Pros: A naturalistic, versatile set and a fantastic lead actress with a strong singing voice.
Cons: It’s hard to fully appreciate the larger group numbers in this size venue; I would love to see it on a bigger stage.
The Clockmaker’s Daughter sells itself as a fairy tale and justly so, given the comfortable combination of reality and magic in its plotline. In grief for his late wife Constance, clockmaker Abraham, played by Lawrence Carmichael, builds a replica woman. The only snag is that her parts are mechanical and she must be wound like a clock to stay animate. Any story with an element of fantasy sets itself a hard task, because it has to remain believable within the limits of its own reality, but this musical succeeds in that. The writing is sincere enough that it never seems silly how much everyone in the village loves this intriguing new addition to their community, a beautiful girl with marvellous dressmaking skills – why wouldn’t they, she’s lovely!
Excellence in dressmaking pervaded both plotline and production. Costumes are rich in detail and the whole cast looks gorgeous with a very European 19th century village feel. Not something I generally comment on (as watching musicals in the West End I sit in the poor people seats), but the make-up and hair looked very polished and professional up close. I didn’t expect to see such an elaborate and attractive set design in a pub theatre either, so I was completely taken aback by its intricacy and flexibility. Outdoor village scenes switched to drawing rooms with speed and finesse; the detail was matched by the incredible economy of it.
What has been achieved technically in the small theatre space is fantastic, but I would love to see it on a larger stage in order to fully appreciate the visual breadth of the big group numbers. However, the intimacy of the space does work in the musical’s favour as well, since having the musicians so visible and close really warms the atmosphere. The Landor is a pleasant pub to visit for a drink, the staff being affable and the drinks being mostly alcoholic. Seating in the theatre however, like in a lot of pub theatres, could be improved, but then with my back I’d probably complain on a silk chaise longue with a private pillow.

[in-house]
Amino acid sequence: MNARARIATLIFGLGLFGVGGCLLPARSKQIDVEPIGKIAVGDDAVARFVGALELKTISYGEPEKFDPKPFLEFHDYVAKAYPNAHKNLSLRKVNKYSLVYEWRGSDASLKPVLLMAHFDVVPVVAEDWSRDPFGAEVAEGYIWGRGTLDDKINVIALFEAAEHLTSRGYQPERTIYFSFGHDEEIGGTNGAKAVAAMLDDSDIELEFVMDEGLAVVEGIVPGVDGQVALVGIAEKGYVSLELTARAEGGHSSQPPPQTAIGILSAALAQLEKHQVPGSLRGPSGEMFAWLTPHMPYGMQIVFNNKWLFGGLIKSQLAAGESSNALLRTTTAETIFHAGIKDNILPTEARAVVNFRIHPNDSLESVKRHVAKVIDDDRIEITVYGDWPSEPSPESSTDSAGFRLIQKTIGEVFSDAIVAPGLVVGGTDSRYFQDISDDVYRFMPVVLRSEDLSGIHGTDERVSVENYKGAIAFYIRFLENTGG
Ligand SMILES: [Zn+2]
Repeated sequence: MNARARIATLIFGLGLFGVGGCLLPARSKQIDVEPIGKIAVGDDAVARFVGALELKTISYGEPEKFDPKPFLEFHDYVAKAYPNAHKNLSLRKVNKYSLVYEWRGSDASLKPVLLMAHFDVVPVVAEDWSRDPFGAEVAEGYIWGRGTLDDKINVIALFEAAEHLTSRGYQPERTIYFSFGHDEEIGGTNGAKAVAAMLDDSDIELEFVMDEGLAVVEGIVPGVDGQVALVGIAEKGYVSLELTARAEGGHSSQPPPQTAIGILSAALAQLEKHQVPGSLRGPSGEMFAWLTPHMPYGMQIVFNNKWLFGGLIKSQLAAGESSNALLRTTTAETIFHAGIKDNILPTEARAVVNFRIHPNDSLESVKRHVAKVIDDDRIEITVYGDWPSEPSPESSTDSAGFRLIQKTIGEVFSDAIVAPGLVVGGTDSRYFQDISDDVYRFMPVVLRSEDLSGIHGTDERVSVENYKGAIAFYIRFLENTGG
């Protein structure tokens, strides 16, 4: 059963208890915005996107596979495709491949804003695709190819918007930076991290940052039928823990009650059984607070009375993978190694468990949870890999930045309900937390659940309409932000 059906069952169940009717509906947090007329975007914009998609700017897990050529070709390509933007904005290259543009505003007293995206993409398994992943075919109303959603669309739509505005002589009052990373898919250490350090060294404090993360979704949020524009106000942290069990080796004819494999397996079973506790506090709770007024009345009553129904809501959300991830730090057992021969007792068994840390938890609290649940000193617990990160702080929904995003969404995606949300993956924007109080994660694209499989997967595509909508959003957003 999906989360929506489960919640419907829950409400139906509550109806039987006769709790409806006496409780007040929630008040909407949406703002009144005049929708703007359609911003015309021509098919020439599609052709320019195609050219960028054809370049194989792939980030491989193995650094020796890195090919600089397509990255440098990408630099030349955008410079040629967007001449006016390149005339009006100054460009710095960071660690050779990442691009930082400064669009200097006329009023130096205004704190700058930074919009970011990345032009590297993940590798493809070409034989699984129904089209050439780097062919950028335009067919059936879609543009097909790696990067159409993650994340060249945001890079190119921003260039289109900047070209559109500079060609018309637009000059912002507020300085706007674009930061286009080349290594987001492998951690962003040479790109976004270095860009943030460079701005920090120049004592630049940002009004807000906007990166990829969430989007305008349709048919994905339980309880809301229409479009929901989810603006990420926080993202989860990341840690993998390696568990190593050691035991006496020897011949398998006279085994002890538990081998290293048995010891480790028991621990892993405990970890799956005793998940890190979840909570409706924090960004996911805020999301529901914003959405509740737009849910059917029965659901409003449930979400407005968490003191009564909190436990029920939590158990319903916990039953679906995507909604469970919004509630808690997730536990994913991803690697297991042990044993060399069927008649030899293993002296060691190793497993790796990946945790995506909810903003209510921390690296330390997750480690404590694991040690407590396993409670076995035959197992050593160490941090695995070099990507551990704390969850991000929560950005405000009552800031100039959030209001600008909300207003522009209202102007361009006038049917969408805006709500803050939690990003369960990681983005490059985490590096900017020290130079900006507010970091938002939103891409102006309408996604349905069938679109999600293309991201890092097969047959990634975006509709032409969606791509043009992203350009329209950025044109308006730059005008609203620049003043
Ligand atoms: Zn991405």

The highlight of the night for me was Jennifer Harding, who plays Constance with the skill of a seasoned West End star. In the first act Constance’s studied clocklike movements and deadpan delivery are completely convincing as the automated being. Harding really develops the humanity of her character after the interval, acting the emotional musical numbers with the right balance of sincerity and showmanship.
In the group musical numbers such as Market Day the whole cast shines as a collective, and I liked the way the energy of these pieces broke up the more pensive solos. Some voices are weaker than others, but the melodies are sweet and the lyrics intelligent, so all in all there’s not a dud number to speak of. Aside from Harding, Alyssa Martyn and Alex Spinney stand out as the newlywed couple of Spindlewood village – very watchable and strong vocals.
The Clockmaker’s Daughter is a genuine and original new musical with a compelling leading lady. A visit to this run at the Landor guarantees a great ambience and great visuals. And I can assure you you’ll be tapping your toes to a few of the numbers!
Authors: Michael Webborn and Daniel Finn
Director: Robert McWhir
Musical Director: Michael Webborn
Choreographer: Robbie O’Reilly
Lighting Design: Richard Lambert
Designer: David Shields
Box Office: 020 7737 7276
Booking Link: http://www.landortheatre.co.uk/index.php/booking-office/musicals/the-clockmakers-daughter-99/
Booking Until: 4 July 2015